15 MAR 17
Map of the world showing the time zones, their relationship to ZULU or UTC time (aka GMT) and the assigned letters as used in a DTG.
Let us convert a civilian expression of date and time: "a quarter to two, on the afternoon of the 11th of February 2014", to a correct military DTG. What we get can be written depending upon available space as either:
As a civilian expression:
1.45pm 11th February 2014
Or as an easy to read Date Time Group:
11 1345Z FEB 14
Or as a compact DTG:
Okay, so let's break it all down for you...
Expressing Just The Date
If you want to express a range of dates like those for a CONTACT operation, then a hyphon is placed between the two day dates within a month, for example 16-18 JUN 17 meaning the 16th to 18th of June 2017. If the date of the operation spans the end and the beginning of two months, then you would write: 30 JUN - 02 JUL 16, meaning from the 30th of June to the 2nd of July 2016. You can of course write them out in full with a hyphon between each as 30 JUN 16 - 02 JUL 16 or 30JUN16-02JUL16. This would be necessary when either the date range spans the end and beginning of a year, or if you wanted to incorporate a time element, which will be explained below.
The twelve months of the year are therefore written as below left:
Expressions of Time
It goes through until "2359", or one minute to midnight, said as "twenty three, fifty nine hours". Note that a colon is never inserted between the hours and the minutes digits, as sometimes seen elsewhere. A quarter to two in the afternoon is therefore "1345", or "thirteen forty five hours". See below for a conversion table for the hours of the day.
So back to our example; having written the time, 1345, the appropriate letter is then appended to the time figures. For us here in the uk, that means during the summer months when we are in British Summer Time or BST (see footnotes), the suffix letter is "A" (ALPHA), so we would get 1345A. Whereas in the winter months when we are in Greenwich Mean Time (GMT), the suffix letter is "Z" (ZULU). So as "FEB" places us in the ZULU Time Zone, our example now reads "1345Z", which would be said as "thirteen forty five zulu".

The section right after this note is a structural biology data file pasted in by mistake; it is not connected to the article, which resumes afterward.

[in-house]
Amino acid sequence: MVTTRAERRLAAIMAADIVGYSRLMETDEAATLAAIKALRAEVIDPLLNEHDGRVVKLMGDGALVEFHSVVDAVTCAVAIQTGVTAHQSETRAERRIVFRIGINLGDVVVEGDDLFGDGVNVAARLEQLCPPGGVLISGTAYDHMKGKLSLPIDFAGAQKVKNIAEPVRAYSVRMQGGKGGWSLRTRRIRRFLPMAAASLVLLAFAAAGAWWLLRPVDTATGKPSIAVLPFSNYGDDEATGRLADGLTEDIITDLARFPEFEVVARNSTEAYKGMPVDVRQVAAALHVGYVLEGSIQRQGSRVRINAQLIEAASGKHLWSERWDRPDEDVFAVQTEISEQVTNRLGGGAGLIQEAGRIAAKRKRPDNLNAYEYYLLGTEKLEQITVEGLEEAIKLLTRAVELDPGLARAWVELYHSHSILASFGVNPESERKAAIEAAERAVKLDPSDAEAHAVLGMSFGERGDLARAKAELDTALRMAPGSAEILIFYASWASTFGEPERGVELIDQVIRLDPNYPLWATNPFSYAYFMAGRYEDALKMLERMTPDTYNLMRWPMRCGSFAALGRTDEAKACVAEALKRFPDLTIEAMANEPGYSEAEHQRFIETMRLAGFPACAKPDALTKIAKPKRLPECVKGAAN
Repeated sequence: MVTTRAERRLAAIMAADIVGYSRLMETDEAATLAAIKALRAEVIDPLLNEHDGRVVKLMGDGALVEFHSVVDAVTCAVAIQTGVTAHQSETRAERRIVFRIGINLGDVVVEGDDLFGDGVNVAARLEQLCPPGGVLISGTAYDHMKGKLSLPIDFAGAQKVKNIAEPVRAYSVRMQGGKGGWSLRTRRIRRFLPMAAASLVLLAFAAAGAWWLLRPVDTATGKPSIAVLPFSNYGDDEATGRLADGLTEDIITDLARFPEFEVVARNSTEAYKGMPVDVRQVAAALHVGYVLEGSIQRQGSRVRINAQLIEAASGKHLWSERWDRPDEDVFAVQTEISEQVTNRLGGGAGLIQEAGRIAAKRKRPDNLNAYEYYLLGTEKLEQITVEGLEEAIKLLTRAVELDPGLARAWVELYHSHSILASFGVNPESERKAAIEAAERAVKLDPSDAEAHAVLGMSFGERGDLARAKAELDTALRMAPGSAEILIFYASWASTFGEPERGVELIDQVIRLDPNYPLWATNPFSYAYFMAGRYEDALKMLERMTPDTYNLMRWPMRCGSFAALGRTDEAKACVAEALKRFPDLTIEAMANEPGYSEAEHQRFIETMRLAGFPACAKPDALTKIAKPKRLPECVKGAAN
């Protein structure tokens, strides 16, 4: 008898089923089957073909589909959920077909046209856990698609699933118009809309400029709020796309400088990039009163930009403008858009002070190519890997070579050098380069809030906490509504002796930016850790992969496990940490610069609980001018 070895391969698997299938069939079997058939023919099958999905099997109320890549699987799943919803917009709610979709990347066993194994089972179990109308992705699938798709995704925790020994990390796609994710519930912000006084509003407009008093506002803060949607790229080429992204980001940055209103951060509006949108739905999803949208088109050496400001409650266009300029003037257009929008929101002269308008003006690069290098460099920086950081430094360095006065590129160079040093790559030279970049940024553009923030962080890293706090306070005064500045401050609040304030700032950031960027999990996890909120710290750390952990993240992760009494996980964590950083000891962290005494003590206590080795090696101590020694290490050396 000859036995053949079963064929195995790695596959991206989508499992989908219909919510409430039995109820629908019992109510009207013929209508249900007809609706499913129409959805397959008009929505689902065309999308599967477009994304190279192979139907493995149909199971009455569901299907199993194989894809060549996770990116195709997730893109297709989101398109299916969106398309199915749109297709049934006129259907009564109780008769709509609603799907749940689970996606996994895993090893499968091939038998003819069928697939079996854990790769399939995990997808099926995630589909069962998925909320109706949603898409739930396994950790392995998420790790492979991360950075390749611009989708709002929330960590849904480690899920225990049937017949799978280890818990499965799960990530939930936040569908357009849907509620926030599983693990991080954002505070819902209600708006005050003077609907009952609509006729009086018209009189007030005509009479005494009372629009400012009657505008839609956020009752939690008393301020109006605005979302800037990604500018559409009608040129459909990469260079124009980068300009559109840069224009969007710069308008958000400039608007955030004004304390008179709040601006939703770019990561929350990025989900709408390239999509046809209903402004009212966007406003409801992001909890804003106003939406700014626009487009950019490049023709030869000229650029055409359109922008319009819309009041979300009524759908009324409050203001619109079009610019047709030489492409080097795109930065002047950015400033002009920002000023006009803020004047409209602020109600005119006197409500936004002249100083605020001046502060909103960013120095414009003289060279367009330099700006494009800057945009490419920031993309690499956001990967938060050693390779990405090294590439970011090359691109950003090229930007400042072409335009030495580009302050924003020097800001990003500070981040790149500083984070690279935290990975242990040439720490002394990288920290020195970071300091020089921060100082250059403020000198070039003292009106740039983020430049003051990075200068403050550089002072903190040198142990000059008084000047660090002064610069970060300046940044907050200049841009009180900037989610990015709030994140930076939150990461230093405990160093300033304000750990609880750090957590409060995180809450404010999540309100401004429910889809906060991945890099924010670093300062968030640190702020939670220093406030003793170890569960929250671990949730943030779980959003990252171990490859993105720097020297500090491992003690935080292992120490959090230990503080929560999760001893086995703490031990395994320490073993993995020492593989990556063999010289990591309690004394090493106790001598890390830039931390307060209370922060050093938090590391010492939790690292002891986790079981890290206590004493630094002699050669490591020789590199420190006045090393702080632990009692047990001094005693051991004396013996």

As indicated above in speech this letter is sometimes omitted when everyone is working in the same zone. However if you are in communications with someone in or from a different zone., or if you need to make it absolutely clear that you are expressing a time, and when writing it down, it is always included.
When a Time Zone letter is used, the word "hours" is often dropped. See the NATO Phonetic Code to read how to express the letters.
The letter "J" (JULIET) is used to mean local time, but for this to mean anything when reading a report it must be absolutely clear to when and where in the world this report is refering. In global level operations, it is common practise to use "ZULU TIME", as a default central reference. This can of course mean, that if you are on the other side of the planet, at sunrise, you may well be noting the time as "1800Z". This is why military chronographs have additional indicators, so that both local and global time is readily available to an operator. One final essential point to be aware of in global operations, is that the International Dateline is NOT straight, it wobbles across several Time Zones as it wends it's merry way up and down the planet.
Putting The Date Time Group Together
When it is clear from the context of a document, what month and year you are in, it is normal to write an abridged version of the DTG, as just "11 1345Z" or "111345Z". This can be articulated as "eleven thirteen forty five zulu". This truncated format makes it absolutely clear to which day this time belongs, which in multi day operations is a vital asset.
So why this format. In part it is historical, and secondly it has to do with how military operations are planned and executed. The time element is regarded as a sub-set of the day, and so in operations that span several days, having the day date in front, means that when sorting the various parts of a plan out, all those that belong to one day, start with the same number. The month and year are rarely required on the short time scales of most tactical work and so can be omitted for ease of use. This is true, unless of course your plan spans the end and beginning of a month or a year, or it’s a long campaign, like ours, and retention of long term historical records are vital to its future success.
By way of an example, the sequence of events for a fictional operation might run like this:
Note the way the Time Zone letter changes in line with daylight savings, which means this was possibly a UK based operation. Also note how the numbers change over the midnight slot, which hopefully makes it clear why the day date especially, is incorporated like this.
Finally, it should be clear to you that this represents a historical operation, which was conducted in 1972, and not an upcoming one scheduled for 2072. This is because this format can only span 100 years, and UNSGC campaign records date back to 1946. So our effective cut off date is 2046, after which the UNSGC will need at some point to decide on how to incorporate the milllennium factor. They, along with NATO may eventually decide to adopt a variation of ISO8601, adapted to the special needs of the military, rendering our example as possibly: "2014-02-11T13:45:00.0Z". But I imagine probably not for quite some time yet.
If in the meantime you have any questions or suggestions please contact your CO using the UNSGC Central Communications email ling
Footnotes & Links to WikiBST (British Summer Time) aka ALPHA Time.
GMT (Greenwich Mean Time) aka ZULU Time.
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